You’ve heard a lot about “gut health” in the last year, and it seems like it could explain all of your latest woes and worries.
While it might impact everything from allergies, to that overblown fight with your significant other, you’re out of luck on things like paying back that Christmas credit card debt (... we know your bestie really needed those new earrings).
So first, what do we mean when we talk about your “gut health”?
Well, we’re talking about your gut microbiome (that rainforest that lives in your body and tries to keep everything balanced, fed, and properly hydrated), and it spans your entire digestive system. Whether you experience indigestion, the occasional bloat, or food sensitivities, your gut is at play.
Sometimes, there may be issues with the amount of hydrochloric acid (HCL) in your stomach, which breaks down food particles, particularly protein, you may have intestinal issues like IBS, or you may be dealing with what is known as “leaky gut”.
In short, leaky gut tends to happen from irritants like medication, and causes more pores than normal in your gut lining. When this happens, food particles can get through that aren’t meant to. We’ll talk about the consequences of that in a moment.
What happens when our gut is “unhealthy”?
Like we said before: it can explain your latest woes and worries. So there are quite a few things that can happen. Here are some of the big ones, and where they stem from:
1. Food sensitivities and allergies
Have you developed food sensitivities or allergies now that you didn’t have as a child? That might be due to your leaky gut and improper digestion. When we don’t chew our food or have enough HCL to break down proteins into their individual amino acids, they can sneak through our gut lining and into our bloodstream. Because our body doesn’t actually know what these little guys are, it attacks.
Digesting your food takes a lot of energy. Think about how tired you feel after a big meal. That’s your body putting its energy toward digesting what you have eaten. The same can happen when you’ve been eating poorly or your digestive system has difficulty doing it’s job. And when it’s not doing its job, it’s also likely you’re missing out on a whole lot of other nutrients as well.
3. Mood swings
Recent research has been looking into the brain-gut connection. Most of us have had a time where anxiety or stress has left us running for the washroom, but new research shows that the bacteria that makes up our gut, and inflammation through poor digestion can impact our mood on a daily basis.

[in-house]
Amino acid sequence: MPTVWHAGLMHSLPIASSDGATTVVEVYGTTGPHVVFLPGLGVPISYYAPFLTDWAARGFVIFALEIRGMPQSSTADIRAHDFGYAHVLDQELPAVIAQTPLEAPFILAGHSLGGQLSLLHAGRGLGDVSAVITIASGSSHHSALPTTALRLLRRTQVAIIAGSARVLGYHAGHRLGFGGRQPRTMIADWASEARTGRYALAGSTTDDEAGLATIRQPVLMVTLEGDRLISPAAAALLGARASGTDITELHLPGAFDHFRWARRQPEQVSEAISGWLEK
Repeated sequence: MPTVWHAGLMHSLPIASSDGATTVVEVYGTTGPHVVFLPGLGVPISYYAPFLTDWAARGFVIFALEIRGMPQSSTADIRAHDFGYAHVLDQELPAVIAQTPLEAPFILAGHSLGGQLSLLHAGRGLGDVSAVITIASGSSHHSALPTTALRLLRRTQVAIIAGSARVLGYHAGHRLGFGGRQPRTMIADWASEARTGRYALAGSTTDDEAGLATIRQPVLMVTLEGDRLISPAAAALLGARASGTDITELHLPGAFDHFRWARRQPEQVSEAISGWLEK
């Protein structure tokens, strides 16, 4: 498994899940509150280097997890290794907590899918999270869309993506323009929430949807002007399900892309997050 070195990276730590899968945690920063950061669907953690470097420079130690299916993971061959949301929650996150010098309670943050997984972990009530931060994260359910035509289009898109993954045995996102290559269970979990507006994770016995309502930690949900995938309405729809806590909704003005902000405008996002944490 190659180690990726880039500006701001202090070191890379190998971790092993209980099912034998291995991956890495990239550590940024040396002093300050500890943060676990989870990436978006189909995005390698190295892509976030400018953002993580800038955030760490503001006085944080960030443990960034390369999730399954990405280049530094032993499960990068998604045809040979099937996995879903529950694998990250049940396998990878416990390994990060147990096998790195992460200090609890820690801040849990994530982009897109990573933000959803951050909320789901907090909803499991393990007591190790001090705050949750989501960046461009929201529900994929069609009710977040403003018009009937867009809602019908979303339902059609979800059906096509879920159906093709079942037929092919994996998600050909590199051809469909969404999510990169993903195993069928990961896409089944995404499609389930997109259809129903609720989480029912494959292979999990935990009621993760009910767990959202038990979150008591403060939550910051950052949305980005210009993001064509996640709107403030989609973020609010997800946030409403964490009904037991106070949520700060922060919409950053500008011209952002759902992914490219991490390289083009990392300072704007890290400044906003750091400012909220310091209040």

4. Bloating, gas, and some other bathroom issues
Maybe you have low HCL, or possibly your gut bacteria is a little off. As we get older, we have reduced HCL in our guts, so you may start experiencing more gas, bloating or other issues with bigger meals later in life.
Now this is a bigger conversation, but to give you the short version: Candidiasis occurs when we have an overgrowth of yeast in our intestinal tract. In time, and depending on our diets, this candida can grow into our stomachs and potentially the blood stream, causing a host of other problems.
But do not fret! There is a way to help your gut heal.
Chew your food
This is literally where digestion starts, especially carbohydrate digestion. There is an enzyme in your mouth called amylase that starts the digestion process. The more you chew, the more surface area this enzyme (and the subsequent enzymes), have to break this food down.
Relax when you’re eating
In today’s world, it seems like we’re constantly in fight or flight (hello stress!). And when we’re under stress, our body puts its energy to our extremities, ready to fight or run, and our gut is left without the extra support.
Take a few moments to breathe before you start eating. Let your body relax, and try not to eat on the go.
Use foods to repair your gut lining
Foods like bone broth, aloe vera, slippery elm, and collagen are all great to soothe your gut lining and help repair it. Look for products like collagen powder, which you can put in your coffee, smoothies, or baking.
Make some bathroom time in the morning
You should be having a bowel movement at least once per day, and ideally in the morning. If this is a problem for you, try getting up a few minutes earlier and just sit (yup, just sit), in the bathroom.
And if you’re going more than three times a day, or your bowel movements aren’t looking so great, you may want to look at what you’re eating.
Some of the main irritants include:
If you’re having some gut issues, talk to your doctor, naturopath or nutritionist about testing an elimination diet.
Try a probiotic or digestive enzyme
If you have been on the birth control pill, taken antibiotics recently, or regularly take medications, it’s likely that your gut bacteria is imbalanced. Trying a probiotic to increase the amount of good bacteria is helpful.
If you find that certain foods cause you digestive distress (like leave you running for the washroom), try a digestive enzyme. It works by providing your body the proper enzymes to break down and absorb the food.